Each of the empty seats at MIS – and tens of thousands more – stand as metaphors for a man or a woman in the Detroit area who now has no job.

Race fans from outside of the area did not have tour the gloomy areas of downtown Detroit or the wilting near-by factory towns like Flint to get socked in the face by the sad state of the American auto industry. Not this weekend.

This weekend all they had to do was read the internet to get drilled by the news that GM is withdrawing financial support for the Camping World Truck and Nationwide series.

(Remember the days when American business would use the occasion of a major event coming to its hometown to announce good news?)

It was not light reading.

Sorry, but I missed the pre-race invocation on Sunday.

But my hope is that in addition to wishing the best that day for the gainfully employed, well-compensated drivers and crews at MIS, the person delivering the prayer also included the people who were not there: Those men, women and children who could not afford to be there because their jobs had been taken away.

Please, no jokes about: Gee, are you a grandstands half full or half empty kind of person. Not today.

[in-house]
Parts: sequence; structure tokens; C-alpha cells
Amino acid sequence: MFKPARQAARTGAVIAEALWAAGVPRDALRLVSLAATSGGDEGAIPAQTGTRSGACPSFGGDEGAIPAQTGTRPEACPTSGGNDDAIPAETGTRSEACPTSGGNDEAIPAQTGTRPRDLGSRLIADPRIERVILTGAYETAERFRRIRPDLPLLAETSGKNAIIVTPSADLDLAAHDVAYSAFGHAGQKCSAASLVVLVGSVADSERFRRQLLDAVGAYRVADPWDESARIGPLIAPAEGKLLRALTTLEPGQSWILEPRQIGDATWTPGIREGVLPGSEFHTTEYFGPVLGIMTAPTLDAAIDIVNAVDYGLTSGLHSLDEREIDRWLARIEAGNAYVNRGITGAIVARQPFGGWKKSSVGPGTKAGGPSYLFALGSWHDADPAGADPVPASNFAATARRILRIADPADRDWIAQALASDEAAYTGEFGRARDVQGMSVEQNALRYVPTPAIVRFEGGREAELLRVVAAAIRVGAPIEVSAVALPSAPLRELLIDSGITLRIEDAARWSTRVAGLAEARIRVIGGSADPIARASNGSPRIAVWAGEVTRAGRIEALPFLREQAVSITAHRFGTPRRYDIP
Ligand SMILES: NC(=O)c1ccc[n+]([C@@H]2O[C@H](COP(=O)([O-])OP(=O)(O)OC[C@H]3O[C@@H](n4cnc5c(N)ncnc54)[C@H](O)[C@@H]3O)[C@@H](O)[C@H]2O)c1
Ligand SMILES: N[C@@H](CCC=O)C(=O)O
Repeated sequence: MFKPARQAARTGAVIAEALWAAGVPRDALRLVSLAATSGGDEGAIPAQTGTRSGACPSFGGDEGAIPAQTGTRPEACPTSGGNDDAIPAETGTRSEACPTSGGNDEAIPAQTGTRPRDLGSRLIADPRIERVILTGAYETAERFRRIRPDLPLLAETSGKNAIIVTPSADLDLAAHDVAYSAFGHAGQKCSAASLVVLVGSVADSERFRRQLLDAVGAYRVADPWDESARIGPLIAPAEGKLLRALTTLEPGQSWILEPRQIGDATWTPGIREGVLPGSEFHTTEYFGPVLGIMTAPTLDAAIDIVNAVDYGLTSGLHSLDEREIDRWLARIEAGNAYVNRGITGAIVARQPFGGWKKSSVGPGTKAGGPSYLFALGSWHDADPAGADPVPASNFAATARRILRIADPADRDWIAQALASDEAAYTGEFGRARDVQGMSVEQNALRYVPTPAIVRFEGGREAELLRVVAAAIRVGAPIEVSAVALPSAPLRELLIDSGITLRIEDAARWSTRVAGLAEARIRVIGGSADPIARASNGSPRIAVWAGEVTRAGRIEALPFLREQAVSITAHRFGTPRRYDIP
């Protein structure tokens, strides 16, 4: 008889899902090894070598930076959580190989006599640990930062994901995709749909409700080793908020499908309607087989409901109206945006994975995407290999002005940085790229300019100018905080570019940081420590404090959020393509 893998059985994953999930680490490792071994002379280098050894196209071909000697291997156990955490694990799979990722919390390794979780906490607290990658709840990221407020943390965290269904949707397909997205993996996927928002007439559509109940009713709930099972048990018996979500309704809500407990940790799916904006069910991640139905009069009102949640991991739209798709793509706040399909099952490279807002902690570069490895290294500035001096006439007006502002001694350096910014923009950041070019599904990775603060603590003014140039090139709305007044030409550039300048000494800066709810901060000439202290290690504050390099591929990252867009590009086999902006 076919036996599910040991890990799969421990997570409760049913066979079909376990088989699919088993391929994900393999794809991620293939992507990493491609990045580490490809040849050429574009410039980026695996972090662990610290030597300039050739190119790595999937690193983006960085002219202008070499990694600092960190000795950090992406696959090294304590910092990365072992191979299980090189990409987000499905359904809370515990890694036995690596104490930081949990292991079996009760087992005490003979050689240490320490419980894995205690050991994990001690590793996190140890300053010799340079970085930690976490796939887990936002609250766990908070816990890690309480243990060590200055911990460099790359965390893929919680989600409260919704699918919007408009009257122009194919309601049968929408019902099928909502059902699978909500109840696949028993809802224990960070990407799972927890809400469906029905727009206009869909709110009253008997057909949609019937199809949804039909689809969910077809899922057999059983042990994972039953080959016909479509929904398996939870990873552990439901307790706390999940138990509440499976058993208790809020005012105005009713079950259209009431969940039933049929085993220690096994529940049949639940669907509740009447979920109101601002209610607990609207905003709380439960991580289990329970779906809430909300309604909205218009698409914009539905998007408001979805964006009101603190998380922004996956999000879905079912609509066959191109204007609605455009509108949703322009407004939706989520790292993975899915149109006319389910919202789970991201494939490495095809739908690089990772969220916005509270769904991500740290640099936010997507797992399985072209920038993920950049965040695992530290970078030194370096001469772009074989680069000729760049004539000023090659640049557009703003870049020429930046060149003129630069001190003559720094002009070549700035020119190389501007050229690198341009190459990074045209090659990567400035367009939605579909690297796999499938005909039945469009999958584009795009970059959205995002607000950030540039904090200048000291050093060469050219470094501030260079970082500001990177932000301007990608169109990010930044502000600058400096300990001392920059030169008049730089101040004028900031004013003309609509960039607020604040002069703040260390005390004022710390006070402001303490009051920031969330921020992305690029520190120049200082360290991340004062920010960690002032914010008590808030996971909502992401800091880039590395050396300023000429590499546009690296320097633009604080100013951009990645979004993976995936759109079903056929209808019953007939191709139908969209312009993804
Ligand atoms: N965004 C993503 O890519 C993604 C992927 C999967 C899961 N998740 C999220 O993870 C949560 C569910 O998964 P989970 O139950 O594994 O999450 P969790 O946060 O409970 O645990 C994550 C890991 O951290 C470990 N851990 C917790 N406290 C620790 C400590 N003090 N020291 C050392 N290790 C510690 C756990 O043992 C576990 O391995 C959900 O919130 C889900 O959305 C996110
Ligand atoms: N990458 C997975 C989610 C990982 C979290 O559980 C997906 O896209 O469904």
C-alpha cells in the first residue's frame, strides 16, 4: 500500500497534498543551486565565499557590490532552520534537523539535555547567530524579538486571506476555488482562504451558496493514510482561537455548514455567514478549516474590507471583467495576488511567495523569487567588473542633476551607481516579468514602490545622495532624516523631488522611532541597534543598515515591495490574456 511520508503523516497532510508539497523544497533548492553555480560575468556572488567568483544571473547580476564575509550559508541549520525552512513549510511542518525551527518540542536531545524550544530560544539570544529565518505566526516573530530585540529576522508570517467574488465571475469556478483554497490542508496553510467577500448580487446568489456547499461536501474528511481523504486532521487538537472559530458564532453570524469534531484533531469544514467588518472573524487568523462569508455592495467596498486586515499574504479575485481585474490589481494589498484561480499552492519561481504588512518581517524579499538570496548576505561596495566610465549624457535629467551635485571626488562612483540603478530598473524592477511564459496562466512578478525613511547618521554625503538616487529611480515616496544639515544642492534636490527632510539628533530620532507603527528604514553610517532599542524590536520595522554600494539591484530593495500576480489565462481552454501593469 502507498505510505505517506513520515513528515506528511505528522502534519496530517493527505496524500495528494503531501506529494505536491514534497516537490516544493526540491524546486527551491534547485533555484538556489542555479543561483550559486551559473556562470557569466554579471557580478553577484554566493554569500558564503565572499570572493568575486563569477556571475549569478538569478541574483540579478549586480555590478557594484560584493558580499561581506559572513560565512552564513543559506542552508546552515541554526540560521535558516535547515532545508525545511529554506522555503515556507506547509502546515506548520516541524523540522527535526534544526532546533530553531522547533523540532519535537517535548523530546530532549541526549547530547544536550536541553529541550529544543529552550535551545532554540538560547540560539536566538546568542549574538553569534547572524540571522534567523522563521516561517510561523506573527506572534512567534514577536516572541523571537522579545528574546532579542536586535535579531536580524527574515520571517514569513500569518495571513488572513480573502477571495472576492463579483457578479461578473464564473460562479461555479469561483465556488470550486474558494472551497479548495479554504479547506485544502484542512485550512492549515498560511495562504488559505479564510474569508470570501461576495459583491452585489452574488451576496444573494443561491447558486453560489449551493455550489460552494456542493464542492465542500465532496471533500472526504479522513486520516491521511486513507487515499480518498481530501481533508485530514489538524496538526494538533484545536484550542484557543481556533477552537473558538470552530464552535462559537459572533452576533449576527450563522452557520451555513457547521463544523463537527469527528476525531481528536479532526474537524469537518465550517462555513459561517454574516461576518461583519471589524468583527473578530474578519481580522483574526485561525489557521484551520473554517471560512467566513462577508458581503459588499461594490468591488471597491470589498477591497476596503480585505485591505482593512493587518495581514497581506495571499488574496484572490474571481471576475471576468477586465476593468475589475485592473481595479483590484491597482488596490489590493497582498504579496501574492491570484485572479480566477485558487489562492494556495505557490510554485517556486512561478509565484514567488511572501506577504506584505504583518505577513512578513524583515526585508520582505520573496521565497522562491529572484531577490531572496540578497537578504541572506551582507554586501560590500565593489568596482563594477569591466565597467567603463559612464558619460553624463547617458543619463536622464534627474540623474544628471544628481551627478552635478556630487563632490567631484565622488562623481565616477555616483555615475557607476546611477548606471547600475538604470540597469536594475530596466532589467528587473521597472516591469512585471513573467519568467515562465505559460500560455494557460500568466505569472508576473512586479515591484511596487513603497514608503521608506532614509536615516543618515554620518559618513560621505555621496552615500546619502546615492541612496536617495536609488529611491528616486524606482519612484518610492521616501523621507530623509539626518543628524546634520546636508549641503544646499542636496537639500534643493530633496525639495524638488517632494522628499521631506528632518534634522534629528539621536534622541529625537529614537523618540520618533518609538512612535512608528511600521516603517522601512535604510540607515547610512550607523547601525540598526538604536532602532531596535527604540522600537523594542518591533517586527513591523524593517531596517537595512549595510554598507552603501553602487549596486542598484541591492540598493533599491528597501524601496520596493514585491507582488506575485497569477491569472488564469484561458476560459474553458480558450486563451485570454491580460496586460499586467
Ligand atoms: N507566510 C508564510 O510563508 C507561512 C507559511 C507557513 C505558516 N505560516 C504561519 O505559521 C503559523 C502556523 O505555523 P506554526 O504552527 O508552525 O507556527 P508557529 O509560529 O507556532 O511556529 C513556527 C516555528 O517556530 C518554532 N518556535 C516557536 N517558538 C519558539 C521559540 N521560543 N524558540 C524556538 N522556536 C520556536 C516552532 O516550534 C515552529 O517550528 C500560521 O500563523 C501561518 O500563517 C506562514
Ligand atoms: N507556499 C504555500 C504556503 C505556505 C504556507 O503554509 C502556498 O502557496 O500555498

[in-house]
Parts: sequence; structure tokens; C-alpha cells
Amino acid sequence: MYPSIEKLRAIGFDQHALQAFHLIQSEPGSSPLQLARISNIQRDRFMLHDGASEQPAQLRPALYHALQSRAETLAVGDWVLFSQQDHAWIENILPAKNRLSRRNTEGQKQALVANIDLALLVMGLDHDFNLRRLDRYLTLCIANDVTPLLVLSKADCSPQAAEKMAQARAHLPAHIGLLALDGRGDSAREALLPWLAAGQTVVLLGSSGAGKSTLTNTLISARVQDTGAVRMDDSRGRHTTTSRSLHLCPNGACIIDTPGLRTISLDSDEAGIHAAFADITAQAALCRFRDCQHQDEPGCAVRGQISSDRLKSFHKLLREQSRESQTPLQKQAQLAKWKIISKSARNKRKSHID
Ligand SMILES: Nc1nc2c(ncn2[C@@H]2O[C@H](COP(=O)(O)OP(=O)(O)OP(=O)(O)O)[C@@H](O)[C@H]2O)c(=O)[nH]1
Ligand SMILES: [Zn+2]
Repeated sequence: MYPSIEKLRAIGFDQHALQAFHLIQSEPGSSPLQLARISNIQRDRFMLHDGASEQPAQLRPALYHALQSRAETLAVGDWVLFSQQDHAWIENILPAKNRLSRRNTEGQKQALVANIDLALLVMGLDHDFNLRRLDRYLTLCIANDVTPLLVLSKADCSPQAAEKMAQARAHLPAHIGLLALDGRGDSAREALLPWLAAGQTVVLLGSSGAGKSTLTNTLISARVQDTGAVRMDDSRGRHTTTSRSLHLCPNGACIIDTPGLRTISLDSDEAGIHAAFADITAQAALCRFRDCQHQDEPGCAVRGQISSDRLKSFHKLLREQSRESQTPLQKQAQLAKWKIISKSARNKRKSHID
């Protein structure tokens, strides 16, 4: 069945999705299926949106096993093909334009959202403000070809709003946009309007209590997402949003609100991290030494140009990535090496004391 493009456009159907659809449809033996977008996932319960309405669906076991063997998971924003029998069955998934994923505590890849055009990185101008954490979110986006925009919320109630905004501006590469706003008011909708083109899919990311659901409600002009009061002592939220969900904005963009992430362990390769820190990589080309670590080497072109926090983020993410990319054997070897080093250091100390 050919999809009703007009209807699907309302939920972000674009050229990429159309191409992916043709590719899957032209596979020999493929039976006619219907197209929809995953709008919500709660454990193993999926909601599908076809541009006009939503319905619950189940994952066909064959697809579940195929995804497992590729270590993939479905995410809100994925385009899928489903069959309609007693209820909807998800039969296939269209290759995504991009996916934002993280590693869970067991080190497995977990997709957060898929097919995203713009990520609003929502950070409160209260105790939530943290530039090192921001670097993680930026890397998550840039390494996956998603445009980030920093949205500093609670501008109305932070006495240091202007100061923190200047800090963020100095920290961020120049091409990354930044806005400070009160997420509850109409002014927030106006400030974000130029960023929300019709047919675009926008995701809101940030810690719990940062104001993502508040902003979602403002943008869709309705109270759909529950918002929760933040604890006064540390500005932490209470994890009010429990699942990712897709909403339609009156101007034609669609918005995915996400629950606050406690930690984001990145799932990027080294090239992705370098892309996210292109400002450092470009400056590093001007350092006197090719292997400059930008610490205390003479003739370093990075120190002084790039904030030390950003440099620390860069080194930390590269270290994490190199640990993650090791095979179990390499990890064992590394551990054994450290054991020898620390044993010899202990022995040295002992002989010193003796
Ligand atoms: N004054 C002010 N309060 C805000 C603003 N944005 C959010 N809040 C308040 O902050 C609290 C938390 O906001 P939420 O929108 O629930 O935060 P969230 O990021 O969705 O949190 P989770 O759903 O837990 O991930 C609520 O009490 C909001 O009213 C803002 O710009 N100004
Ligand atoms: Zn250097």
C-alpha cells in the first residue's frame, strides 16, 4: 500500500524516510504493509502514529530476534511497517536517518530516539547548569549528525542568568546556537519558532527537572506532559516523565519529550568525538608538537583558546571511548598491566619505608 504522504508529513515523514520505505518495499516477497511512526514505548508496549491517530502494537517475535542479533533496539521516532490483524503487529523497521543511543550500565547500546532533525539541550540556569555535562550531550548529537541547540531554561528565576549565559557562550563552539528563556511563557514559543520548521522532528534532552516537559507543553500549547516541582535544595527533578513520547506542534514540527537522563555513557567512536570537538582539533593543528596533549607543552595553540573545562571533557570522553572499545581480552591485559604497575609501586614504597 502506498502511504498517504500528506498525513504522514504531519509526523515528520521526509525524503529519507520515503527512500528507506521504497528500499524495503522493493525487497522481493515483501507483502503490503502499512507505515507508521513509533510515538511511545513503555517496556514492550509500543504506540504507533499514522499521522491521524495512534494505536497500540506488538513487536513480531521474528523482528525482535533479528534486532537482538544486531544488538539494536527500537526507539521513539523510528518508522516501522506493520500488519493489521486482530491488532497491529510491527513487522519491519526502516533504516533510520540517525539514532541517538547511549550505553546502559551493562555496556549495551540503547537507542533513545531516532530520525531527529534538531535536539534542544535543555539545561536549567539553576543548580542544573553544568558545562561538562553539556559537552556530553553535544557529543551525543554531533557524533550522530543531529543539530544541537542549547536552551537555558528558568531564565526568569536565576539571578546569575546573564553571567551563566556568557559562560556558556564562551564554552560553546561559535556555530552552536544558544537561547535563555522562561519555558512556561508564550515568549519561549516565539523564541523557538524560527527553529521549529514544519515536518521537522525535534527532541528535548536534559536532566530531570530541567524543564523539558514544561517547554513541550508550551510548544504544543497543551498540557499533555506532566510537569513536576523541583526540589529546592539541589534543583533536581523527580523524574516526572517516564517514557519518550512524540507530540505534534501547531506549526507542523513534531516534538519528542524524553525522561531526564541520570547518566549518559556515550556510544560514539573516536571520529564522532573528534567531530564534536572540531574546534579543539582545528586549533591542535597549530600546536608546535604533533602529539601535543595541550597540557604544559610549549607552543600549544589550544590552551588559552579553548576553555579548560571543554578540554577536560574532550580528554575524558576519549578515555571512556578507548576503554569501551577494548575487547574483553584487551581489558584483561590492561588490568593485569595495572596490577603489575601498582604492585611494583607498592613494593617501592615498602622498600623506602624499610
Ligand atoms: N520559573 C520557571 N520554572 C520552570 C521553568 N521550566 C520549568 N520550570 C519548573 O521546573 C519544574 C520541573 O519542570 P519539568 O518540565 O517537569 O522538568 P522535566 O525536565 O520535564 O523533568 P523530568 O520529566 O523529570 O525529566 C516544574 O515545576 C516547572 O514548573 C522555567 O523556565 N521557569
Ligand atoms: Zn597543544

Memo to self: Here is hoping we never see red and yellow again at Michigan unless it is on Mark Martin’s car in Victory Lane.

* Word also came out of Michigan over the weekend that NASCAR would welcome participation from more foreign-based carmakers. Talking to reporters, NASCAR chairman and CEO Brian France said there have been very preliminary talks with other manufacturers about coming on board.

France would not name brand names.

I like it. Others will not. Like the guy who kept calling me when I worked for a newspaper and use disgustingly racist remarks and say things like “Remember Pearl Harbor” after Toyota joined NASCAR.

Of course, you take those kind of calls for what they are – hey, the guy would call at hours he knew I would not be at my desk and would only leave anonymous voice mails. (Wonder if the guy still hates England for the Boston Massacre. Stinkin’ red coats.)